NEW YORK (Reuters) - A U.S. federal judge has awarded AstraZeneca Plc $76 million in damages from generic drug manufacturer Apotex for infringing upon patents for AstraZeneca’s blockbuster heartburn drug, Prilosec, between 2003 and 2007.
Following a two-week non-jury trial, U.S. District Judge Denise Cote in New York said Apotex, Canada’s largest generic pharmaceutical company, must pay AstraZeneca the equivalent of 50 percent of its profits during the three-and-a-half years it sold a generic version of Prilosec.
A different federal judge in New York had already found in 2007 that Apotex’s version of the drug infringed AstraZeneca’s patent due to a thin, microscopic salt layer that formed during the manufacturing process, leaving the amount of damages as the only issue to be resolved during the trial.
Lawyers and a spokesman for Apotex declined to comment on the ruling, which was dated November 26, but kept under seal until Tuesday, while Cote considered whether to redact any portions at AstraZeneca’s request.
A call to AstraZeneca for comment was not immediately returned.
The verdict is the final chapter in broader litigation undertaken by AstraZeneca against various generic drug makers to protect Prilosec, one of the world’s highest-selling drugs before losing U.S. patent protection.
AstraZeneca launched an over-the-counter version of Prilosec as its patent expired, as well as a next-generation heartburn drug, Nexium, which has mirrored its predecessor’s multibillion-dollar sales.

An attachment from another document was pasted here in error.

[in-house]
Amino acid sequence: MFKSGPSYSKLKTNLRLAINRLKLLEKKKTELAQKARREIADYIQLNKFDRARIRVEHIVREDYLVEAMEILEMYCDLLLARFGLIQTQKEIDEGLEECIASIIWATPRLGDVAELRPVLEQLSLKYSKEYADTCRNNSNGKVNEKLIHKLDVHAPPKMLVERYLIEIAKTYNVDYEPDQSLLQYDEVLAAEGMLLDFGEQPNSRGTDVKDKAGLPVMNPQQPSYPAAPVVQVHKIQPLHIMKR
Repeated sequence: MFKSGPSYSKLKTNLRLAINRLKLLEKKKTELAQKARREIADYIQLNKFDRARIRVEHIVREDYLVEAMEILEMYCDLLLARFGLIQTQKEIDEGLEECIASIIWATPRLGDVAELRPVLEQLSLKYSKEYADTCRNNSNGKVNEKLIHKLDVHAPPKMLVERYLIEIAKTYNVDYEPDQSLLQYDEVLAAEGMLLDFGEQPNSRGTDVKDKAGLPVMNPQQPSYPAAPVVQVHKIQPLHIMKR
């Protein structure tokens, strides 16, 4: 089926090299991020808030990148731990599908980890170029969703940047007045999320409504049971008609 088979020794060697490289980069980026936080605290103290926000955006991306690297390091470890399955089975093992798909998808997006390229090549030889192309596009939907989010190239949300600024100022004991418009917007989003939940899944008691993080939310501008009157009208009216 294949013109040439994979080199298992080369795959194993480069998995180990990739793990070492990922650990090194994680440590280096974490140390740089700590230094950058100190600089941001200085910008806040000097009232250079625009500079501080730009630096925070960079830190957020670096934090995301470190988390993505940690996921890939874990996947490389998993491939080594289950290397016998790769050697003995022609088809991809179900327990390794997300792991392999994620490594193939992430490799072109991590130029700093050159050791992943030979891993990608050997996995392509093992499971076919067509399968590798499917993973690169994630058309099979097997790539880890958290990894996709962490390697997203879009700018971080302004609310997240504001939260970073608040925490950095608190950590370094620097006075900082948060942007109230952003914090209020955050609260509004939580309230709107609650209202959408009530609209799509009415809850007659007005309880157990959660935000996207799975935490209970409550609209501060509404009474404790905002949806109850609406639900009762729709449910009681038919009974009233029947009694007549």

In a 128-page decision, Cote analyzed both companies’ positions in “imagining a successful hypothetical licensing negotiation between Astra and Apotex in November 2003, on the eve of Apotex’s launch.”
Apotex, which had failed to create a non-infringing generic version of Prilosec, or omeprazole, would have been far more motivated to enter into a licensing agreement than AstraZeneca, Cote concluded.
“Because Apotex expected to (and did) make substantial profits from its sales of omeprazole, it would have been willing to pay a large share of those profits for the right to use the patents in 2003,” she wrote.
By contrast, AstraZeneca would have been concerned that the entry of a licensed generic would cannibalize Prilosec sales, not only eating into its revenues but threatening its strategy of shifting Prilosec patients to Nexium, Cote said.
“Since it is necessary, however, to assume that both parties were willing to enter into a license, Astra has shown through overwhelming evidence that it was in the driver’s seat in the negotiations and would have required Apotex to pay a hefty portion of its profits for a license,” Cote wrote.
Apotex had asked for a judgment of less than 7 percent of its net sales, noting that three other generics had already reached market by November 2003.
Two were under the threat of patent litigation, however, and the maker of the third did not have the manufacturing capacity to meet the market’s full demand, leaving prices high, Cote said. The entry of a second generic unfettered by legal risk would likely have created significant price reduction and represented a “golden opportunity” for Apotex, she concluded.
The judgment does not include interest. The two sides were ordered to present a proposed amount that includes interest by December 6.
The case is AstraZeneca AB et al. v. Apotex Corp. et al., U.S. District Court for the Southern District of New York, No. 01-9351.
Reporting by Joseph Ax. Editing by Andre Grenon